New AAC encoder and video speed set by frame rate

The AAC encoder in Shotcut seems to be very inefficient and sounds really bad at bitrates like 192kbit/s which is no issue for the Vegas AAC codec. Open Source encoders like NeroAAC are probably a good choice. And since I am muxing 23,976fps videos with PAL from a 25fps source, it would be very nice to have a option to change the FPS of a video which then affects the speed of the playback. I know this can take some time, but these are features I love in Vegas which I would love to see in Shotcut since Vegas has color problems which limit my workflow there (colors are just wrong no matter what I do) :woozy_face:

We use the AAC encoder built into FFmpeg and will not be integrating anything else unless FFmpeg does. The FDK implementation is not acceptable due to licensing restrictions.

Aw :confused:
And what about the speed changing using framerates?

That is very esoteric, and I am not going to work on it before the long list of more basic and important things. Maybe someone else will.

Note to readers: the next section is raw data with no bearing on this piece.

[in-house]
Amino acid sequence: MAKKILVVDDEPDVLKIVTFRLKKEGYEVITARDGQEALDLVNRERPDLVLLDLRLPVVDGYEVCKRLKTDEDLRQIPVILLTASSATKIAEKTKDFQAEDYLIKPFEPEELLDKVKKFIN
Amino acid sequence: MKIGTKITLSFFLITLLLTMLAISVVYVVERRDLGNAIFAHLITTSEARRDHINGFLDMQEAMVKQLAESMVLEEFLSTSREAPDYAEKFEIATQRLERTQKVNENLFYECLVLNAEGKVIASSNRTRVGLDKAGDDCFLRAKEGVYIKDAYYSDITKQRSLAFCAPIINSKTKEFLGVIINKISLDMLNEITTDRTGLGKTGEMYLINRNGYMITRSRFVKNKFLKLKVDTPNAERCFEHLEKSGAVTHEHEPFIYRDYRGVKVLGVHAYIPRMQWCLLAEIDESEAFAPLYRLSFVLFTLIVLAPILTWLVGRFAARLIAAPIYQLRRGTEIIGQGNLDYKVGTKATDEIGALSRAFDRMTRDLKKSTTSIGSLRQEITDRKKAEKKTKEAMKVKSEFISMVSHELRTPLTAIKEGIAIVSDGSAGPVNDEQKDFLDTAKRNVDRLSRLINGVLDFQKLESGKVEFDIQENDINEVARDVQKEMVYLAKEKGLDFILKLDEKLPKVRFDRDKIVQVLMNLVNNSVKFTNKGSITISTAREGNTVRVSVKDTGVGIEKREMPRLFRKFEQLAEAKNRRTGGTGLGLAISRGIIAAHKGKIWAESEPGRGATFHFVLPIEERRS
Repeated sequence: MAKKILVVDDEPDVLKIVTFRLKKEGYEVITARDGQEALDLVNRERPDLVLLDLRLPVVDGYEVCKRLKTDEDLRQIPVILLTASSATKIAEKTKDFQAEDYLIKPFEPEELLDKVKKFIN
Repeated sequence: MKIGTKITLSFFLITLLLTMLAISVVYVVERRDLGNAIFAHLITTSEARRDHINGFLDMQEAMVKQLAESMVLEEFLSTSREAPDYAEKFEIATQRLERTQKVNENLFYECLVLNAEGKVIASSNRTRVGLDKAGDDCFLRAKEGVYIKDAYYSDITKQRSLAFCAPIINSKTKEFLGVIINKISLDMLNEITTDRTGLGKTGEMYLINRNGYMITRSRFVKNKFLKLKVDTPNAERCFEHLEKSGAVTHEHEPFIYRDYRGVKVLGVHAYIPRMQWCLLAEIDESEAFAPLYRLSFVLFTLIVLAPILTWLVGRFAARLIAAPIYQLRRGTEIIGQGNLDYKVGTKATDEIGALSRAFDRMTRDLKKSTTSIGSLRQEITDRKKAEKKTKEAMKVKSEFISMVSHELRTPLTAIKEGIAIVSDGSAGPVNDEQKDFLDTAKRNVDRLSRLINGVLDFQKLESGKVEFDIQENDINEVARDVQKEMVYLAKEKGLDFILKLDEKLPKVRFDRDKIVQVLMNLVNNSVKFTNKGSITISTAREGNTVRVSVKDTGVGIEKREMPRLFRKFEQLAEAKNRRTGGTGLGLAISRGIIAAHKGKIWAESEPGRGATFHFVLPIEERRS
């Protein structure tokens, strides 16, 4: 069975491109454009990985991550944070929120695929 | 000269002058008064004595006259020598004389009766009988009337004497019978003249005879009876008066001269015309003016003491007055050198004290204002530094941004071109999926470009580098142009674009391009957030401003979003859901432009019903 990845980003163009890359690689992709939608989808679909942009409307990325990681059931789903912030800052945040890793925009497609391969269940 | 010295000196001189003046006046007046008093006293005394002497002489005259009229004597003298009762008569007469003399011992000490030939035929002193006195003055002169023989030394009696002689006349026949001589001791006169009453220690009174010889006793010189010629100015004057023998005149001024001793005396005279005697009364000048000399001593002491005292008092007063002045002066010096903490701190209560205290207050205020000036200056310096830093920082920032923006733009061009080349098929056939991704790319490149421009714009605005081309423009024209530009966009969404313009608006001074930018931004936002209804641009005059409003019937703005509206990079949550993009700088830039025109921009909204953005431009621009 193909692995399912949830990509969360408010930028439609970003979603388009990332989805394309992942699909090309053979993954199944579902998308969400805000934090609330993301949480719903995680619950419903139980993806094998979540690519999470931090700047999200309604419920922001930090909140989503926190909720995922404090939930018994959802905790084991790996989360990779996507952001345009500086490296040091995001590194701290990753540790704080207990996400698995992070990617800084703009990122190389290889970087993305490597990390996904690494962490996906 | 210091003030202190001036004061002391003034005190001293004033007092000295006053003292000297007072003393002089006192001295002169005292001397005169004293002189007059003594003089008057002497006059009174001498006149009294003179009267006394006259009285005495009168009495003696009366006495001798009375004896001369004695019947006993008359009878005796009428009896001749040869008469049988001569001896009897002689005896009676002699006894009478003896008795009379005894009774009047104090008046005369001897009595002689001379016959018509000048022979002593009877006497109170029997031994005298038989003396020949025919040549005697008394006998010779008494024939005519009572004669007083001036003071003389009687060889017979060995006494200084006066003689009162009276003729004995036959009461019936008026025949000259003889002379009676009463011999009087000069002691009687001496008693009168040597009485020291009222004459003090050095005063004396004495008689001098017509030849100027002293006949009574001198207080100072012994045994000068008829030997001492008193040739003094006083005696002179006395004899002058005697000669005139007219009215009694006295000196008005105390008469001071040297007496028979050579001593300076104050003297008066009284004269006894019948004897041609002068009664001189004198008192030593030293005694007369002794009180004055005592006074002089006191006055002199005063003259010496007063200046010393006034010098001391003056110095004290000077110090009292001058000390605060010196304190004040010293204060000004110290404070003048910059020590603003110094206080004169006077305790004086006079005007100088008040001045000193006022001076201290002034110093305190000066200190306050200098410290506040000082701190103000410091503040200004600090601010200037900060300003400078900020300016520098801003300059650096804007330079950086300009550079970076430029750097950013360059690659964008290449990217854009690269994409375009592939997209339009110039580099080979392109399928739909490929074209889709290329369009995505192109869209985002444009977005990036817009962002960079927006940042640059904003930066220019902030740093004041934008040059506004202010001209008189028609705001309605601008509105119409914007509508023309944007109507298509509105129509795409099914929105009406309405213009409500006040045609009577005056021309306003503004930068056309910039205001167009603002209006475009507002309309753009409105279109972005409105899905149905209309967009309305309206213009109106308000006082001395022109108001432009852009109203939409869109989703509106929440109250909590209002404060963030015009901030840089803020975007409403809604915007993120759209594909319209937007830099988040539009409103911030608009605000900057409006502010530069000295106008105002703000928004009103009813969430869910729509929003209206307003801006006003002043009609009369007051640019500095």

This is a late reply and question but is it possible to use the FDK AAC codec? I guess it is included in the Ffmpeg library already.
It can be built in to ffmpeg manually as far as I know, would it be likely to see a high quality option in the future?

According to that ffmpeg webpage:

The license of libfdk_aac is not compatible with GPL, so the GPL does not permit distribution of binaries containing incompatible code when GPL-licensed code is also included. Therefore this encoder have been designated as “non-free”, and you cannot download a pre-built ffmpeg that supports it. This can be resolved by compiling ffmpeg yourself.

Hence I believe that Shotcut (also licencsed under GPL) is not allowed to be distributed with this.

Also, the ffmpeg website states:

As of 2017 libfdk_aac may not always be better than aac for AAC-LC. The built in aac encoder is quite good.

I’m not sure if there is a regression in FFmpeg or not, but I and a few others here have noticed the built-in AAC encoder not being all we hoped for anymore as well. Although I haven’t had any serious problems at 192 and above, I have noticed it not keeping par with other encoders at lower bitrates. So for those purposes, I’ve switched to AC-3 and had excellent results. Might work for you too.

Just to clarify… are you encoding 192 stereo or surround sound? With FFmpeg, the bitrate represents the total stream, so 192kbps / 5.1surround = 32kbps per channel, which would indeed sound very bad.